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I generally don’t trust my own reaction to political developments because my own views are too eclectic and non-representative to serve as any type of political weather vane. But I had dinner over the weekend with a group of friends and was surprised at the depth of their disappointment with the Obama administration’s key staff picks. This was a group of liberals, but well within the margins of mainstream opinion and almost all had enthusiastically supported Obama’s presidential bid.
You’d expect a general hostility towards Obama’s top economic appointments, like Larry Summers and Tim “I forgot to pay my taxes” Geithner, who are so closely tied to old failed policies. But then there was the environmental activist who was appalled by the choice of Ken Salazar at the Interior Department, and the education advocate who was furious that Linda Darling Hammond had been shut out at the Education Department, and the labor activist who described Jared Bernstein, named Chief Economic Policy Adviser to Joe Biden, as “our only lifeline.” (To which the education advocate replied, “We don’t have a lifeline.”)
Most of the people at the table didn’t believe that Obama and his team were making terrible picks, but they viewed many of his appointees as safe, non-controversial cronies who aren’t likely to bring any passion to the job.
So then I opened up my newspaper today and saw that Julianna Smoot has apparently been named Chief of Staff in the office of the US Trade Representative. Who is Julianna Smoot? Well, she’s known as the “700 million Dollar Woman” because she was a fundraising “bundler” who brought in so much money for Obama. (Note that the story I linked to here refers to her as the “$75 million woman,” but it was 2007 story and Smoot was just picking up steam.)
And here’s an excerpt from Smith Alumnae Quarterly, which has a few more details.
Working as a fundraiser for Sens. Jay Rockefeller (D-WV) and Richard Durbin (D-IL) and former Senate majority leader Tom Daschle laid the groundwork for Smoot to raise record sums of money for the Democratic Senatorial Campaign Committee, chaired by Senator Charles Schumer (D-NY), during the 2006 election cycle when the Democrats gained control of the Senate. “Julianna is at the top of her profession,” says political analyst Cutter. “The secret to Julianna is you don’t realize she’s asking until you’ve already given your money.”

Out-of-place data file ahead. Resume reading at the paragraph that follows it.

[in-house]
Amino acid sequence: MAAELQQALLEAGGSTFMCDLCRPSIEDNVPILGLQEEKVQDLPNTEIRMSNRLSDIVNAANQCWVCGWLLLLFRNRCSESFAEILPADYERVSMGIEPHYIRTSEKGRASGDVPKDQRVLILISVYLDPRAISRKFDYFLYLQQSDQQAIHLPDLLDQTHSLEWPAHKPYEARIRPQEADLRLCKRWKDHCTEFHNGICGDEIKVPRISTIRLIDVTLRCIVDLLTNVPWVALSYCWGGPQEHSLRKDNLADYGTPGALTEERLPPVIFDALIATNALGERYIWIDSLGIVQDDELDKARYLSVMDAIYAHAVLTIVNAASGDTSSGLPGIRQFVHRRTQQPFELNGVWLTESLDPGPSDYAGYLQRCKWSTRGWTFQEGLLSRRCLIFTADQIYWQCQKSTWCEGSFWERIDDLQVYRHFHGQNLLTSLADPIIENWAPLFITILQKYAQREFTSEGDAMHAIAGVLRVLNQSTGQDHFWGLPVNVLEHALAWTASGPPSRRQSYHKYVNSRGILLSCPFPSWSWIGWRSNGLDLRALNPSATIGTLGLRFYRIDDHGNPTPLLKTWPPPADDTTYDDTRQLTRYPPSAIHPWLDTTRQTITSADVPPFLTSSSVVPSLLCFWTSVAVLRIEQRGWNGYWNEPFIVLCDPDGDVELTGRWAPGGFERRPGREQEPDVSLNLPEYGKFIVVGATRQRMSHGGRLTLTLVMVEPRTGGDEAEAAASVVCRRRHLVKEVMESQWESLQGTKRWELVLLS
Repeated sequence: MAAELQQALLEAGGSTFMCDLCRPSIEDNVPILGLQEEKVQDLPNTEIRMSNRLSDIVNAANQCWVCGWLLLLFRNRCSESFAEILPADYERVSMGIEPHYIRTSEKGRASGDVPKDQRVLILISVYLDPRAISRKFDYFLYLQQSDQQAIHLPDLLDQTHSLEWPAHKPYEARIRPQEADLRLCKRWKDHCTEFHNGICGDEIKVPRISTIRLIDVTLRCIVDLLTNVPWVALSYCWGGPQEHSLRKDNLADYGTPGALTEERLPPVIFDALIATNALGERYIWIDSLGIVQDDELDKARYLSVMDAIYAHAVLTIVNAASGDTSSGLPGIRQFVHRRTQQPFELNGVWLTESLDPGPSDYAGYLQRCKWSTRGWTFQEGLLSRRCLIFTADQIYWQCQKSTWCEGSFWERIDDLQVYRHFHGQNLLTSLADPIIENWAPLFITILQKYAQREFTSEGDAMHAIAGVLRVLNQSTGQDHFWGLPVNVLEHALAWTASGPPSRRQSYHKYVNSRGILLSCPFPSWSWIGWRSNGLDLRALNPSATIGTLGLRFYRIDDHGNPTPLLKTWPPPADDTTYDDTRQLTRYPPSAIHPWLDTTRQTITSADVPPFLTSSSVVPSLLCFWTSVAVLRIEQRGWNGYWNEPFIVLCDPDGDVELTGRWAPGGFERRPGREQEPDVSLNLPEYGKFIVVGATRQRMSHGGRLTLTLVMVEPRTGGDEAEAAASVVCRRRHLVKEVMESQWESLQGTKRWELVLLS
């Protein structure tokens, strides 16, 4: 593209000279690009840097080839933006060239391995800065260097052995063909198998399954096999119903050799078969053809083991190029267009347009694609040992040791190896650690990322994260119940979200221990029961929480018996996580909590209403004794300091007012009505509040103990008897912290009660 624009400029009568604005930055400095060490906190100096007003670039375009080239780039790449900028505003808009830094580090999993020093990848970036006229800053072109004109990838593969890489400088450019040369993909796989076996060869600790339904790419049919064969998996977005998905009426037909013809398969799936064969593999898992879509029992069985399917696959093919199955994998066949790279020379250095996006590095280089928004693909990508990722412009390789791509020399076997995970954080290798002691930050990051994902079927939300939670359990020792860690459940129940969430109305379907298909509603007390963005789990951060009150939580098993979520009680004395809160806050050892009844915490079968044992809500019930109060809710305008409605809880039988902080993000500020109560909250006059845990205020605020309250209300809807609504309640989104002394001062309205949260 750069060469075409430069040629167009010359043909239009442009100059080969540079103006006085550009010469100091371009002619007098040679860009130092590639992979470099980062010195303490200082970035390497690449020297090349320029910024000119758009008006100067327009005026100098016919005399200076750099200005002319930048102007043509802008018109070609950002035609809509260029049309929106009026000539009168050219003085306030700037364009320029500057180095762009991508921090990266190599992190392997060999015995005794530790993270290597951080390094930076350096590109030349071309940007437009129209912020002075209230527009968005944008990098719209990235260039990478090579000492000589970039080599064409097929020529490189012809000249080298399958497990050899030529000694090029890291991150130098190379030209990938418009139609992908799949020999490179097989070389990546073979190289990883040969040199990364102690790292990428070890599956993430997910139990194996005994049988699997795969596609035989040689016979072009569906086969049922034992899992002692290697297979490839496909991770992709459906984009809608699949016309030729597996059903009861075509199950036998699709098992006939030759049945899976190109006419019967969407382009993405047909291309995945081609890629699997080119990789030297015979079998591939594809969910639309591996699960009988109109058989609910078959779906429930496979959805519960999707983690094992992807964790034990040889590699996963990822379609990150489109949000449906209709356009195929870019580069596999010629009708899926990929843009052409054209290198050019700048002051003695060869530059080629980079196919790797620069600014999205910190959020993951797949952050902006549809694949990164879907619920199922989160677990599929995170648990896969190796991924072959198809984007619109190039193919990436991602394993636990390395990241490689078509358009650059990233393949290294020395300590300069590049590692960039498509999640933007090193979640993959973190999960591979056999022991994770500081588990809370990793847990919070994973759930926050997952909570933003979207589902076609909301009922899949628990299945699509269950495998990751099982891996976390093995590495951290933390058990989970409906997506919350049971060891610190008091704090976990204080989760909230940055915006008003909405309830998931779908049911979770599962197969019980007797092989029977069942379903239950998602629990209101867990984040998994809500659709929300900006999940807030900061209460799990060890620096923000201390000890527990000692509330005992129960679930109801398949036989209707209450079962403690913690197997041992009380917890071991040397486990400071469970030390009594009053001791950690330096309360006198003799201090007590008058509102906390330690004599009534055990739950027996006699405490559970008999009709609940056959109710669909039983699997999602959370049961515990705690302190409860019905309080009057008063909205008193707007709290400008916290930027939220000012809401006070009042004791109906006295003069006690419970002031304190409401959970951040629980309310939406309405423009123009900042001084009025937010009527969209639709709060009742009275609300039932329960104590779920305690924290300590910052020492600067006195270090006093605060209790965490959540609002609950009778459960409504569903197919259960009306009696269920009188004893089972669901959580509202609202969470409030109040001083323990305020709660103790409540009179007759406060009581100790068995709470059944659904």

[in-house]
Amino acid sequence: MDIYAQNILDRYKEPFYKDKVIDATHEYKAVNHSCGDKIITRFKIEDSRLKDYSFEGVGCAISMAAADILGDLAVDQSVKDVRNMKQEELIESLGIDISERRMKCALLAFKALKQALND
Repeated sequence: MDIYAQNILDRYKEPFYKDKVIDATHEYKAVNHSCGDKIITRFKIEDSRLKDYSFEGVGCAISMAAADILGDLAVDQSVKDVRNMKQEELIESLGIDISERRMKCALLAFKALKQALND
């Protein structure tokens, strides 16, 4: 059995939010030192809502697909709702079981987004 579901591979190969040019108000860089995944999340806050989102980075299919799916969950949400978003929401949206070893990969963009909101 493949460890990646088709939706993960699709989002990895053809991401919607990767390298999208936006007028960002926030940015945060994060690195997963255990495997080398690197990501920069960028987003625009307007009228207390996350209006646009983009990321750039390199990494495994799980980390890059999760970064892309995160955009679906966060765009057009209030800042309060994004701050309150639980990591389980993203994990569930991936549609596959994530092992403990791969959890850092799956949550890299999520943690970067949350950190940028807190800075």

Great, but what’s that got to do with trade policy?
The labor activist I mentioned was less enthusiastic, saying “She seems like a money person, not a trade person –not as bad as someone who is more knowledgeable and hostile, but it does seem odd that they aren’t looking for more trade expertise over there.”
More from Ken Silverstein:
Commentary — November 17, 2015, 6:41 pm
The Clintons’ so-called charitable enterprise has served as a vehicle to launder money and to enrich family friends.
Years ago, I lived in Montana, a land of purple sunsets, clear streams, and snowflakes the size of silver dollars drifting through the cold air. There were no speed limits and you could legally drive drunk. My small apartment in Missoula had little privacy. In order to write, I rented an off-season fishing cabin on Rock Creek, a one-room place with a bed and a bureau. I lacked the budget for a desk. My idea was to remove a sliding door from a closet in my apartment and place it over a couple of hastily cobbled-together sawhorses.
Amount by which a typical good-looking U.S. worker will out-earn a typical ugly one over a lifetime:
A Japanese inventor unveiled a new invisibility cloak that uses a material made of thousands of tiny beads called “retro-reflectum.”
A couple at a Cracker Barrel restaurant in Greenville, South Carolina, left their waitress a note telling her “the woman’s place is in the home,” in lieu of a tip.
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"She never thanked me, never looked at me—melted away into the miserable night, in the strangest manner I ever saw. I have seen many strange things, but not one that has left a deeper impression on my memory than the dull impassive way in which that worn-out heap of misery took that piece of money, and was lost."